2nd Sunday of Lent – Seeing Things Differently
We hear the story of the Transfiguration each year on the Second Sunday in Lent. We are told that Peter, James and John had a vision of Moses and Elijah talking with Jesus. More than a thousand years earlier, Moses encountered God on Mount Sinai in the midst of thunder and lightning and fire and smoke, and he heard the voice of God proclaiming the law. On Mount Horeb the prophet Elijah’s encounter with God was preceded by a strong destructive wind, an earthquake and fire, and finally God was present in a gentle breeze. For Moses and Elijah, God was for real, and God’s involvement with humanity was for real. In this event of the Transfiguration the three disciples encountered Jesus in his full Reality – Jesus who would describe himself as the Way, the Truth and the Life – For the biblical background to the Transfiguration cf. Joel Marcus, THE WAY OF THE LORD, pp. 80-93.
“In your minds (consciousness) you must be the same as Christ Jesus,” Paul reminded the Philippians (2, 5). He had his famous life-changing awakening on the road to Damascus and spent his life preaching the wisdom of Christ and his cross, despite those who deemed the whole thing to foolhardy and harebrained. – 1 Corinthians 1: 17-31. Many thoughtful writers, gifted poets and artists are aware that there’s more to life than meets the eye or test tube. ‘The love that dances from the heart of things, shone out upon us from a human face’, wrote British poet and songwriter Malcolm Guite in a Christmas poem about the love of God being made visible in Jesus.
Jesus took the three disciples to the mountain where he revealed himself to them in the whole new light of his resurrection glory. The vision was meant to sustain them during his passion and death. We need a vision to help us through the ups and downs of life, a voice we can rely on in a world of pretence and prevarication. We need a clear sense of the human and authentic so we can separate truth from falsity, reality from illusion. We need the comfort and assurance promised the disciples by the voice from the cloud that Jesus the Beloved Son is worth listening to. Jesus’ awareness of his Father’s love got him through his passion and death. What is it that gets us through life?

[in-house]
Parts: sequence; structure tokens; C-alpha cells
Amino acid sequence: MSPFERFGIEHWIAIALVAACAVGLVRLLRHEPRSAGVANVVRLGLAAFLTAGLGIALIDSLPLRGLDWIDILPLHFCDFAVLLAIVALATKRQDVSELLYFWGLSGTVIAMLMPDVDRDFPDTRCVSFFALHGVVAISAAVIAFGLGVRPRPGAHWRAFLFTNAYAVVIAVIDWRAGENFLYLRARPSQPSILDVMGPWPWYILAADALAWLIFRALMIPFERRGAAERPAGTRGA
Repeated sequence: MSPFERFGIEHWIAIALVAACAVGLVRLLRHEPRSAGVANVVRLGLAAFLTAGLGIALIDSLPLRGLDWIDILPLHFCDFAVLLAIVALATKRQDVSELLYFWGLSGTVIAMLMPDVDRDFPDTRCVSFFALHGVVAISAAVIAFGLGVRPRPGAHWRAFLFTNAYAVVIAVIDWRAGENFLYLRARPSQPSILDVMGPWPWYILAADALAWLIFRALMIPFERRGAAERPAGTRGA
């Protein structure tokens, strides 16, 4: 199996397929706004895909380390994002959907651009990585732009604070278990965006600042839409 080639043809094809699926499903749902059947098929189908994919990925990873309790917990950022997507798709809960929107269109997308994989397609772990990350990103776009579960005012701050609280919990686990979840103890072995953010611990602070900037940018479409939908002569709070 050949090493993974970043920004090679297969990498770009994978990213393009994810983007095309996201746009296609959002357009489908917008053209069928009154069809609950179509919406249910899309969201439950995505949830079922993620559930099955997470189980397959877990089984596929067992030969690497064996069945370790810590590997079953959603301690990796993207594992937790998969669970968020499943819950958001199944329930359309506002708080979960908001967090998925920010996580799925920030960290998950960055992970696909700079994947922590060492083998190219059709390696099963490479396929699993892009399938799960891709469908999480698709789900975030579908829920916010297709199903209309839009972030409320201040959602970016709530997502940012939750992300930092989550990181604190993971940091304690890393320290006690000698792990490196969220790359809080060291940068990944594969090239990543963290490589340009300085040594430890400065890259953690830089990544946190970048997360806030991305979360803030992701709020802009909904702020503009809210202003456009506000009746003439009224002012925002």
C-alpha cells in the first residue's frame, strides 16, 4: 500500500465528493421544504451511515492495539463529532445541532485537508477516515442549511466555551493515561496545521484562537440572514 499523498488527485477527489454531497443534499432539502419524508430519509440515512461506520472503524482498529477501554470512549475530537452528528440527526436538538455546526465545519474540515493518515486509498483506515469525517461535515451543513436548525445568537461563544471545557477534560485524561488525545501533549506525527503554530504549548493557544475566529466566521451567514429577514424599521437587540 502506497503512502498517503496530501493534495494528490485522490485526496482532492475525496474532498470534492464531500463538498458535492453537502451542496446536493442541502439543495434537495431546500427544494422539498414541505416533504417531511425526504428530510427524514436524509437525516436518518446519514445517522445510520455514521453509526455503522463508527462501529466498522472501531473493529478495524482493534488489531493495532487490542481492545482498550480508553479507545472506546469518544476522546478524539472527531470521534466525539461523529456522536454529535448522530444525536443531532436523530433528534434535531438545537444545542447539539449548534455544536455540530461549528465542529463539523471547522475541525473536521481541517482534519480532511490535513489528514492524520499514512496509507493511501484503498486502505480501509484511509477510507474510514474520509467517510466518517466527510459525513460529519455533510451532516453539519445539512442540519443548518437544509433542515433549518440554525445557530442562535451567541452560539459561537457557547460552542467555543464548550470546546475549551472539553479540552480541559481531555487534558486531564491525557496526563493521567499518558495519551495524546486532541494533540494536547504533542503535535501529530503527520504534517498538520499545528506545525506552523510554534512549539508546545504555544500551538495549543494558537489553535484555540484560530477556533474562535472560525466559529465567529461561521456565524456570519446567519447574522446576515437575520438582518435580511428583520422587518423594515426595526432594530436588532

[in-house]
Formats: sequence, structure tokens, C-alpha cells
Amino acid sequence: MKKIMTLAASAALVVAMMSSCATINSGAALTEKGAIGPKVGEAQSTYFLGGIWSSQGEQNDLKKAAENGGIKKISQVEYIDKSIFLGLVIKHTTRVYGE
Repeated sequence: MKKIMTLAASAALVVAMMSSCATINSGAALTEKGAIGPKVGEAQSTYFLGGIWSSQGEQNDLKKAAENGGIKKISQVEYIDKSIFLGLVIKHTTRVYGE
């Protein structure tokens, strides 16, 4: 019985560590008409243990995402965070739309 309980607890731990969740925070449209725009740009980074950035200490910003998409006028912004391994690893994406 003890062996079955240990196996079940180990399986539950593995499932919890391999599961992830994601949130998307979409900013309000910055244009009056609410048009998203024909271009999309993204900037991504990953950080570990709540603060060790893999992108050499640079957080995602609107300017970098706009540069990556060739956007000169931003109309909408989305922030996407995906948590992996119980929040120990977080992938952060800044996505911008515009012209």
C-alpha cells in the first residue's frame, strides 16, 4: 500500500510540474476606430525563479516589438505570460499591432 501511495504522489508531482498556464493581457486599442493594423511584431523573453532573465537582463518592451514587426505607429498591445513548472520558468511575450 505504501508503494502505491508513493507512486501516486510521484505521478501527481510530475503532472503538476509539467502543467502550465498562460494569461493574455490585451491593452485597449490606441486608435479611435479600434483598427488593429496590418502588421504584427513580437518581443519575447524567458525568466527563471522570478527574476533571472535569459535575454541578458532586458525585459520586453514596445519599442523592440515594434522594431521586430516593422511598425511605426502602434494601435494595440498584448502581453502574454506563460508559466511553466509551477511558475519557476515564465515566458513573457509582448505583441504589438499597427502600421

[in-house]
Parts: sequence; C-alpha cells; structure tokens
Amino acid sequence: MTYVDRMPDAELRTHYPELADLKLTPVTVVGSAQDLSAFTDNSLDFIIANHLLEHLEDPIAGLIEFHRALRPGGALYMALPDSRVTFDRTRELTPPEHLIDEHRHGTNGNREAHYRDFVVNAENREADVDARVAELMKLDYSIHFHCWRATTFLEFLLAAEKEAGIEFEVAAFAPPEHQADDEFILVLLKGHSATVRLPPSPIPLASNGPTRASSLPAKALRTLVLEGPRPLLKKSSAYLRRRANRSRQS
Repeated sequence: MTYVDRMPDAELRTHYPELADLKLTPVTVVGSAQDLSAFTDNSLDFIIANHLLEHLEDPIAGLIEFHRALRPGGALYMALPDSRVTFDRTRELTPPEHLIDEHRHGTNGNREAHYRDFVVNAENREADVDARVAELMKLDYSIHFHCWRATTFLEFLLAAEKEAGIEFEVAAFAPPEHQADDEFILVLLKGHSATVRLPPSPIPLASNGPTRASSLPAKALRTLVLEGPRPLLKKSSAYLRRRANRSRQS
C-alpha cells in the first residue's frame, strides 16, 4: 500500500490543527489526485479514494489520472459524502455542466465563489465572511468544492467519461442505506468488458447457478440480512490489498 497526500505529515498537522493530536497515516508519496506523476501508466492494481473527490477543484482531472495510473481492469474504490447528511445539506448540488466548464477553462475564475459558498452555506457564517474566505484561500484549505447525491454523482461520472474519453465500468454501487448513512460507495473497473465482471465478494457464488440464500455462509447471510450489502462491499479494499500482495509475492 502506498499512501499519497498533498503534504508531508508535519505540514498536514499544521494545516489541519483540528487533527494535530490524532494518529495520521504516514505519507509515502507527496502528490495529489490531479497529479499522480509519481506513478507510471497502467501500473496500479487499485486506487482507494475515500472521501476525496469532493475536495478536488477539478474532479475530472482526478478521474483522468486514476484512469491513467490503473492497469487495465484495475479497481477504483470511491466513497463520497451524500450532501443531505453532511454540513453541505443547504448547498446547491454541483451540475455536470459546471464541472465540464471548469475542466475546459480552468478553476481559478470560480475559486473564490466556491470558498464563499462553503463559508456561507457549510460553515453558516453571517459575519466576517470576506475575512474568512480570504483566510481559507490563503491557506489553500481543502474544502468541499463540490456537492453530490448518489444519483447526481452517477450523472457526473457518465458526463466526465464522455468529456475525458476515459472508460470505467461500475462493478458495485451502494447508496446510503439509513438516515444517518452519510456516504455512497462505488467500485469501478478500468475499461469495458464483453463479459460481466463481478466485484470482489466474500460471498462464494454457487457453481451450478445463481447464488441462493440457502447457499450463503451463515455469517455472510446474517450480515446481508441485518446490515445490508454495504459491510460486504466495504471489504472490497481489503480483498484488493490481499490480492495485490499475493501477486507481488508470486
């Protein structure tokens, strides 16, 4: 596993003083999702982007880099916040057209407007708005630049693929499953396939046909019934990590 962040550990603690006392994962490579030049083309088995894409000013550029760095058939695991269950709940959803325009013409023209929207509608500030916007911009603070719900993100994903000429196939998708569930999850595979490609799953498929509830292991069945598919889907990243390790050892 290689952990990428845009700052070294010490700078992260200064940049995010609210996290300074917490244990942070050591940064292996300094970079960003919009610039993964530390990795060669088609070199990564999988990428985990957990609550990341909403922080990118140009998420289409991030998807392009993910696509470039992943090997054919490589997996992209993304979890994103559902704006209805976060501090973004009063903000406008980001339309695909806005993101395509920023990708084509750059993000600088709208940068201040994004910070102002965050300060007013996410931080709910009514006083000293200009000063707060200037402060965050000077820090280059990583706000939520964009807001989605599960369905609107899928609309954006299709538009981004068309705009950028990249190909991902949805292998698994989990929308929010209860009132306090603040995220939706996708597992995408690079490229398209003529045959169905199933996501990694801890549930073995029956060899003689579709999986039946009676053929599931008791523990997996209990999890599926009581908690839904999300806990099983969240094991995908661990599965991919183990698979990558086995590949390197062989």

To listen to the Beloved Son is to be assured like Julian of Norwich that ‘All will be well, and all will be well, and every kind of thing will be well’. Bernard of Clairvaux preached that ‘Peace, joy and gladness’ are ours when we truly listen to the Beloved Son – Sermon 74 on the Canticle of Canticles. Pope Francis opened his encyclical ‘The Joy of the Gospel’ with these words: ‘The joy of the Gospel fills the minds and hearts of those who encounter Christ.’ The Spirit who blows where she or he wills can turn our listening into an encounter. Something like that happened to Thomas Merton one day in the city when the ordinary changed into the extraordinary, and he saw everyone around him ‘shimmering with a deep divine radiance’. ‘This is my Son, the Beloved. Listen to him’. And let the Spirit do the rest.
Fr. QQ – 2/24/2021